Rabbi Shneur Zalman coined the phrase, “living with the times” which means to live life in the light of the weekly Torah portion; and to see it as an indicator for all that happens to us throughout the week—both on a personal and national level. Thus, while some headlines may take effort to source in the weekly Torah portion, the recent story of police disguised as IDF in Yitzhar was relatively easy.
This Shabbat we will read the Torah portion of Shlach which recounts the sin of the spies. The lesson for us today is when scouting out an area within the Land of Israel, we need to be careful how we respond to what we see. This is especially so during the week of the Torah portion of Shlach.
In our recent reenactment of the story, before the ‘spies’ could even return from their ‘report,’ the ruse was discovered. To capture the storyline using modern terminology, the drama became a comedy and the ‘audience’ who witnessed this event unfold started to laugh.
The intention is not that the police should become a ‘laughing stock,’ but that we should all view this event as an opportunity to take stock, and laugh from the great delight achieved in rectifying the sin of the spies. Thus our hope is that the police will also desire to turn the drama into a comedy. That both police and residents, and the entire Jewish nation, will soon laugh together in friendship and camaraderie.
The spies’ mistake was that they interpreted what they saw and they over-dramatized what they thought was negative. Moshe sent them to see the Land of Israel and to report back only what they had seen (nothing more nothing less).
Initially, the spies may have gazed at the land with their right eye and see it for what it was—a land of milk and honey, overflowing with the abundance of God’s blessings. But, they also chose to gaze at the land with the power of their left eye—they chose to interpret their findings. The metaphoric images used by the spies to describe the military strength of the Canaanite inhabitants of the land are some of the most powerful in the entire Torah. The spies said: “The land we explored devours its inhabitants. All the people we saw there are giants. We saw the Nephilim [strain of giants] there. We seemed like grasshoppers in our own eyes, and we looked the same to them.”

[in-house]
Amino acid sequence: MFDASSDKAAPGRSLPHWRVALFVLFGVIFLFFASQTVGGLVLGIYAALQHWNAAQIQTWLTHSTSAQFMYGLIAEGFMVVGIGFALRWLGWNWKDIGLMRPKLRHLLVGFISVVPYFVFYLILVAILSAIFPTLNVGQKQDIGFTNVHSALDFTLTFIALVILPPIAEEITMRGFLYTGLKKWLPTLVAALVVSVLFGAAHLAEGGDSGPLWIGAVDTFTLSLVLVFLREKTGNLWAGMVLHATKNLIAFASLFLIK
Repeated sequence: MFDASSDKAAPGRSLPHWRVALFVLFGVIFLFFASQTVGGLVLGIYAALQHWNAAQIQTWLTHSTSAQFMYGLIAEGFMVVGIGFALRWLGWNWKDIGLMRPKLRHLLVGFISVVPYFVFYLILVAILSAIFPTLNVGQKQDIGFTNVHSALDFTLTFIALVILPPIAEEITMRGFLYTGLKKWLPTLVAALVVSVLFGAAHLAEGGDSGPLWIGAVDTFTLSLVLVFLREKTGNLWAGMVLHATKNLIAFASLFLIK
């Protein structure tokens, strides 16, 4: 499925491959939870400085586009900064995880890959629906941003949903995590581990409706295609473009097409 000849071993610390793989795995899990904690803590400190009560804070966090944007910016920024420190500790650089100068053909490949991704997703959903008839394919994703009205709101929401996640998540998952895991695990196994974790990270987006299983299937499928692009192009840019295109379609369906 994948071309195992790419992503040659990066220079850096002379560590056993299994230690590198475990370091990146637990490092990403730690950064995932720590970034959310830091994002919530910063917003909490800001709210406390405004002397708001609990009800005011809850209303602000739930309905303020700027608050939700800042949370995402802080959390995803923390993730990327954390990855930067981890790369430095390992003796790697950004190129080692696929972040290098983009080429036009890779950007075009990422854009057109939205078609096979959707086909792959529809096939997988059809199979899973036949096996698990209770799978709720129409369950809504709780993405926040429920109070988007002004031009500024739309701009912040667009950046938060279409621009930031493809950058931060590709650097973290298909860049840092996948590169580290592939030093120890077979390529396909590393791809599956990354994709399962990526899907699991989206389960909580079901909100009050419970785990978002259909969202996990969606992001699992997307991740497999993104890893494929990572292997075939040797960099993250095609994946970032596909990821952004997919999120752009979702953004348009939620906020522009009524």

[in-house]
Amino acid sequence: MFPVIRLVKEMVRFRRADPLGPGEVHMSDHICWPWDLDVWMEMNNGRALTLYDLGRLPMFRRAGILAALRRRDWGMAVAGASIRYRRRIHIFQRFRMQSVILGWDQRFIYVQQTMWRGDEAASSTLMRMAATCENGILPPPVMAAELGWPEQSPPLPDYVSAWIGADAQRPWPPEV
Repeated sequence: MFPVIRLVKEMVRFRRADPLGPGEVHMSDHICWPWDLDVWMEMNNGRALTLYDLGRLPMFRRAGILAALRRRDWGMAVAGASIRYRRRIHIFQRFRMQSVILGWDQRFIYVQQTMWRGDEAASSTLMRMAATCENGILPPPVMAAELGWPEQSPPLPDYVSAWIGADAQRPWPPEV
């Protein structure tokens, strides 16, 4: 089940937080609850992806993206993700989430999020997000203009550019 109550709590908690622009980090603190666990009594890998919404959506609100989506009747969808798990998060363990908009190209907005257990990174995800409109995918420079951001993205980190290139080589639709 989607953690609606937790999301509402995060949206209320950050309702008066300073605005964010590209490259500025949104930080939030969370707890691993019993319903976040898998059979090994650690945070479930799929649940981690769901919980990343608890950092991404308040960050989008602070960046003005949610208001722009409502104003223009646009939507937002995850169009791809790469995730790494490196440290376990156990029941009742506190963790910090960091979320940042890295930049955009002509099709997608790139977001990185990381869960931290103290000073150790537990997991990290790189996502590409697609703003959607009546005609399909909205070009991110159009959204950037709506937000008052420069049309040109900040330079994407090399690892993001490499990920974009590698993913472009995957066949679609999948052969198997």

To undo the damage, we must first fix our left eye. In other words we must learn how to portray reality correctly and in a positive way. As the prophet Isaiah stated a few hundred years after the spies’ mission: “If you shall yearn for it [the Land of Israel] and hear [the word of God], then you shall eat the good of the land.” The last part of the verse—“then you shall eat the good of the land”—reflects the result of the final state of rectification when we shall merit to return to our holy land and enjoy its bounty, freely and without fear.
From Drama to Comedy
We mentioned that the spontaneous laughter that occurred after the ‘soldiers’ were discovered to be police should not be viewed as a reason to make the police into a laughing stock, but to provide for an opportunity for us all to take stock. But in addition to fostering a sense of friendship and camaraderie within the Jewish people, there is another thought to have in mind. That the laughter that results from transforming a drama into a comedy should lead to the ultimate joy of eating the “good of the land” freely and without fear.
About the Author: Yonatan Gordon is a student of Harav Yitzchak Ginsburgh, and writes on his personal blog at CommunityofReaders.org.
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